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The Formation of Christian Understanding:…
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The Formation of Christian Understanding: Theological Hermeneutics (edição 2000)

por Charles M. Wood

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Título:The Formation of Christian Understanding: Theological Hermeneutics
Autores:Charles M. Wood
Informação:Wipf & Stock Publishers (2000), Paperback, 128 pages
Colecções:A sua biblioteca

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The Formation of Christian Understanding: Theological Hermeneutics por Charles M. Wood

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I really wanted to "like" this book; I even put off writing this review for a few days to see if some of its ideas would "grow" on me; unfortunately, this really hasn't happened. It's not that this book is necessarily "bad," it's just that I've read better (and more extensive) treatments of this subject that make this book a little superfluous.

What it has in its favor is its brevity. It's not so much a "book" as it is an "extended essay," easily digestible in an afternoon read. Wood IS a gifted theological writer, so his language remains clear even when discussing complex ideas. That is all to the good.
I didn't find much "new" here that wasn't explained as well and even better in, for example, Dan Treier's "Virtue and the Voice of God." But even this requires a caveat: Wood first published this essay in 1981, at the "front end" of the push toward theological hermeneutics. In its day, I'm sure it was a forward-thinking, even revolutionary, approach, but now that theological hermeneutics (thanks to the like of Treier, Kevin Vanhoozer, and Francis Watson, to name just three of the bigger names) has come into its own as a discipline, what I read here struck me as a bit tired.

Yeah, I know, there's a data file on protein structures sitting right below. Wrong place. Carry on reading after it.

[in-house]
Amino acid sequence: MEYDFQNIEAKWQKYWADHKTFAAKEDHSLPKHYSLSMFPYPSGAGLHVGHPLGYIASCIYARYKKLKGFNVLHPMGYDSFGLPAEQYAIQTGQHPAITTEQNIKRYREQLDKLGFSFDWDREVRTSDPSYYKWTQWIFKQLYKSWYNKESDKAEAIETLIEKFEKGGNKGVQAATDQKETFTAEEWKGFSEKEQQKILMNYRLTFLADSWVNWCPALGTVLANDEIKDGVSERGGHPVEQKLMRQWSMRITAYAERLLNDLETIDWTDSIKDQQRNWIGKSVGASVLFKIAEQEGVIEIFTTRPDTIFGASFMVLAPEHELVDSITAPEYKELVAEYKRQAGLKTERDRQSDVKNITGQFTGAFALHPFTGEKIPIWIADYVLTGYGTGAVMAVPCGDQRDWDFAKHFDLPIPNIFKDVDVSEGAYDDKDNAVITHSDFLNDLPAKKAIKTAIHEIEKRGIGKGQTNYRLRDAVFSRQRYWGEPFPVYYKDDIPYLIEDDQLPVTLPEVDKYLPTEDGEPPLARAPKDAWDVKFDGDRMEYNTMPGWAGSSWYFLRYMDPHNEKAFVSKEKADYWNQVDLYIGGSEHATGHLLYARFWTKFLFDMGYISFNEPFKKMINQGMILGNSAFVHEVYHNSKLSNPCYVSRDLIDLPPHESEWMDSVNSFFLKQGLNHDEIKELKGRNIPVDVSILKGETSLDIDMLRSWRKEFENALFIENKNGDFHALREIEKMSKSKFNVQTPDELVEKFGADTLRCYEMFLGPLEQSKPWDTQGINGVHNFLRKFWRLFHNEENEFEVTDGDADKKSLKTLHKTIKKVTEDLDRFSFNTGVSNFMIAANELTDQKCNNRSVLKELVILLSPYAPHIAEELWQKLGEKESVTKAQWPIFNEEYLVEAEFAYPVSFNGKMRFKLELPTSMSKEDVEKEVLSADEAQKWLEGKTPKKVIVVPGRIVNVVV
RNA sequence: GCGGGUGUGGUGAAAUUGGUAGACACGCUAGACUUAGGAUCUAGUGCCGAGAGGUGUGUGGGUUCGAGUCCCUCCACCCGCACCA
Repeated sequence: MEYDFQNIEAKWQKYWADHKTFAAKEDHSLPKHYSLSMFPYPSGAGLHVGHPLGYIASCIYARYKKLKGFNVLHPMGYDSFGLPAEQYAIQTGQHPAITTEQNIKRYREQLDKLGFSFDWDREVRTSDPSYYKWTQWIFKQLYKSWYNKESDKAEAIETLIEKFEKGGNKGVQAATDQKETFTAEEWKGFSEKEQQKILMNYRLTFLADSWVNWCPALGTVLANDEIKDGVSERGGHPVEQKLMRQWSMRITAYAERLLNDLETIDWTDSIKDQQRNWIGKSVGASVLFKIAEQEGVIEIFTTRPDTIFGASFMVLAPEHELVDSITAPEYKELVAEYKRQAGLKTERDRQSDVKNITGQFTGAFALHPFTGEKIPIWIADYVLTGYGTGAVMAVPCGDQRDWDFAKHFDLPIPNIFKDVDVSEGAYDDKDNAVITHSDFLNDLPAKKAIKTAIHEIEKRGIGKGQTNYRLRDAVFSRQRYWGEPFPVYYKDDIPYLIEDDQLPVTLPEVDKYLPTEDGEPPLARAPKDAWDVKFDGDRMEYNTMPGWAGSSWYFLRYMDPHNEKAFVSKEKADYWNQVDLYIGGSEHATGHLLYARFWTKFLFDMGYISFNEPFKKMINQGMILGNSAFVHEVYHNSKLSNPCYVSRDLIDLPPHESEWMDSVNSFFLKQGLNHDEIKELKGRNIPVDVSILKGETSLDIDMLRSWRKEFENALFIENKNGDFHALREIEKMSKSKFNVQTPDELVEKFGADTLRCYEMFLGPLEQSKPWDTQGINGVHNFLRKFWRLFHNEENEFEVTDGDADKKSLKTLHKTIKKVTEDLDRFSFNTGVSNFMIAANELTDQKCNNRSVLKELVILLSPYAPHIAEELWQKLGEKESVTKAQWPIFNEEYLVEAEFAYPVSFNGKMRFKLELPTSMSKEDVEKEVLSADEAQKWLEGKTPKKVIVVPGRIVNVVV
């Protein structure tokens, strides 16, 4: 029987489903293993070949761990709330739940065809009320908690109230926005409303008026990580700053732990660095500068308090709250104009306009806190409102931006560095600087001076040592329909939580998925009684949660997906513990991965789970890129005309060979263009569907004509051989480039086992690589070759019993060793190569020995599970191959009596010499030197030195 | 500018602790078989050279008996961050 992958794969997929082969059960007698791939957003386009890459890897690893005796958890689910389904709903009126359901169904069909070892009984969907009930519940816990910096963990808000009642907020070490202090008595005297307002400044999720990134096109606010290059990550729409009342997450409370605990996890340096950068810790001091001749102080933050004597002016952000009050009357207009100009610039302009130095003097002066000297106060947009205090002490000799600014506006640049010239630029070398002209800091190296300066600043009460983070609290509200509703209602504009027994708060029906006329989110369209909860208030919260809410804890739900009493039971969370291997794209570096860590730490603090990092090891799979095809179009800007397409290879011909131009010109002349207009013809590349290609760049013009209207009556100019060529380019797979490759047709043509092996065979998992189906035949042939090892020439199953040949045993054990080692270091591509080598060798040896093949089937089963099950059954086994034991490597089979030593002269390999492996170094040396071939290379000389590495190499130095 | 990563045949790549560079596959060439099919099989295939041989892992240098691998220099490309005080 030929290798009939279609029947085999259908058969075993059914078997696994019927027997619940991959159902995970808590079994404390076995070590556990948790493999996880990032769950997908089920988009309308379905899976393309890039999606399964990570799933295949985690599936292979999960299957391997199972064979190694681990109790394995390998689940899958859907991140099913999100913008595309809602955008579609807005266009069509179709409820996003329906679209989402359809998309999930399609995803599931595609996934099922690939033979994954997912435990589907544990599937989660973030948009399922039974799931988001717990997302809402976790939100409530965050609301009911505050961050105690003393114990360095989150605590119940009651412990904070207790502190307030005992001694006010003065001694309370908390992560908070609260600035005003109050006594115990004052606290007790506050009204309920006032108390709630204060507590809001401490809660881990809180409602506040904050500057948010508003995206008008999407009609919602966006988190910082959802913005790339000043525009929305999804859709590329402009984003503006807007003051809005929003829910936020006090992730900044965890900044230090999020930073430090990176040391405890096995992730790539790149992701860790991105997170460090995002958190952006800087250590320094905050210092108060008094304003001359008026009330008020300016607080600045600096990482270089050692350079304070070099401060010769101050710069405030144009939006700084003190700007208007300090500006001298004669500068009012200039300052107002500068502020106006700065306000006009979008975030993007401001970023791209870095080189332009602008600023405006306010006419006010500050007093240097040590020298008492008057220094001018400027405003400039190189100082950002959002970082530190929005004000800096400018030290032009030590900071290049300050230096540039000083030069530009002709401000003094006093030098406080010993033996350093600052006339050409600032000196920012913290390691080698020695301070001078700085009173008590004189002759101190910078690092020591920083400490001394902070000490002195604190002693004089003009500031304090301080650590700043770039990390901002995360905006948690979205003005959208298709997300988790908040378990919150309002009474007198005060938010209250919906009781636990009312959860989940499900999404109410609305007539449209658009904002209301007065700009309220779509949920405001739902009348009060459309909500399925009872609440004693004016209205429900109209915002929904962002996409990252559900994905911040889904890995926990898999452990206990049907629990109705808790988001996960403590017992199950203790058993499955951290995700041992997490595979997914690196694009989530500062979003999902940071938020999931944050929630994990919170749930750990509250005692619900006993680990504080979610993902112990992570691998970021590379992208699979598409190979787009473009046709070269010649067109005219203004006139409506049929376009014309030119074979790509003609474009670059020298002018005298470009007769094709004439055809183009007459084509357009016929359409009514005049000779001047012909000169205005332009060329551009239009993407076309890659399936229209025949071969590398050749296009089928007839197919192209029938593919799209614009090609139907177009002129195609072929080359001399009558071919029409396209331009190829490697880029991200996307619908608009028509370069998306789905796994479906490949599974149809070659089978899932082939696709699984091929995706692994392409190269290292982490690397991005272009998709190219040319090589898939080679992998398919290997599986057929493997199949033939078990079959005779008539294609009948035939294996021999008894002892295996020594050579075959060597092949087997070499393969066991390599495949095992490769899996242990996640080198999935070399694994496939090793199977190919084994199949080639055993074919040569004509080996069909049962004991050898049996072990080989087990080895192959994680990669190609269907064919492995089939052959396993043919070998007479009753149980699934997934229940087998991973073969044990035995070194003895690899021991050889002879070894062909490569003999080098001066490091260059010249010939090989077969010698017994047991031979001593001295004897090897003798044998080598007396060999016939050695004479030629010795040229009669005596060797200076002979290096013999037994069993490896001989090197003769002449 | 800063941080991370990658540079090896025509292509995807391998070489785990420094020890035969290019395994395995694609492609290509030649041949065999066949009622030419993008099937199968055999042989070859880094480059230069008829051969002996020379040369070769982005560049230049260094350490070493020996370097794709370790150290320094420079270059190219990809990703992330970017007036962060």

But the REAL reason that the book failed to impress me was its concluding "return" to a Barthian view of Scripture that bifurcates "Word of God" and "Bible." I was aware the entire time that Wood was attempting to "rescue" the concept of scriptural authority but just felt that he was failing in the attempt. The most natural direction of his work on the proper "use" of Scripture would have been to call to task the predominant historical-critical paradigms that have governed this text's interpretations for the past nearly two centuries. But he wouldn't go there. At all.

And, for me, it damaged the book's credibility. Many scholars before and since have boldly suggested we've been reading the Bible "all wrong"; why couldn't...wouldn't...Wood make the same stand? While I do appreciate and agree with Wood's claims that 1) the Bible can be studied in different ways with different methodological tools that will generate sometimes radically different understandings, and 2) that many of these differing interpretations are illuminating and helpful across multiple disciplines of Scripture reading, he seemed unwilling to admit that some readings are simply "better" than others. Wood wanted to simply "make room" for a theological reading, but was unwilling to argue that it was in any way "superior" to any other kind of reading.

Perhaps if Wood were writing the book today, he would feel much more comfortable to make greater claims for his ideas. (I certainly found myself wishing for a "revised and expanded" edition.) In his position at the "beginnings" of theological hermeneutics, he probably had to step very carefully in introducing his ideas. I'm sympathetic...but still disappointed. This largely negative review does NOT by any means indicate that I'll be throwing it away (I'm too much of a bibliophile; I love books I even hate); I probably WILL pick it up to read again on another slow afternoon after I've absorbed some other materials in the field of theological hermeneutics. He IS, after all a pioneer in the field, and one must give him credit for "kicking open" a subject that has so obviously issued in a veritable renaissance of theological study of Scripture. For that he deserves credit, whatever my opinion of the faults of this particular work may be. ( )
  Jared_Runck | Mar 14, 2016 |
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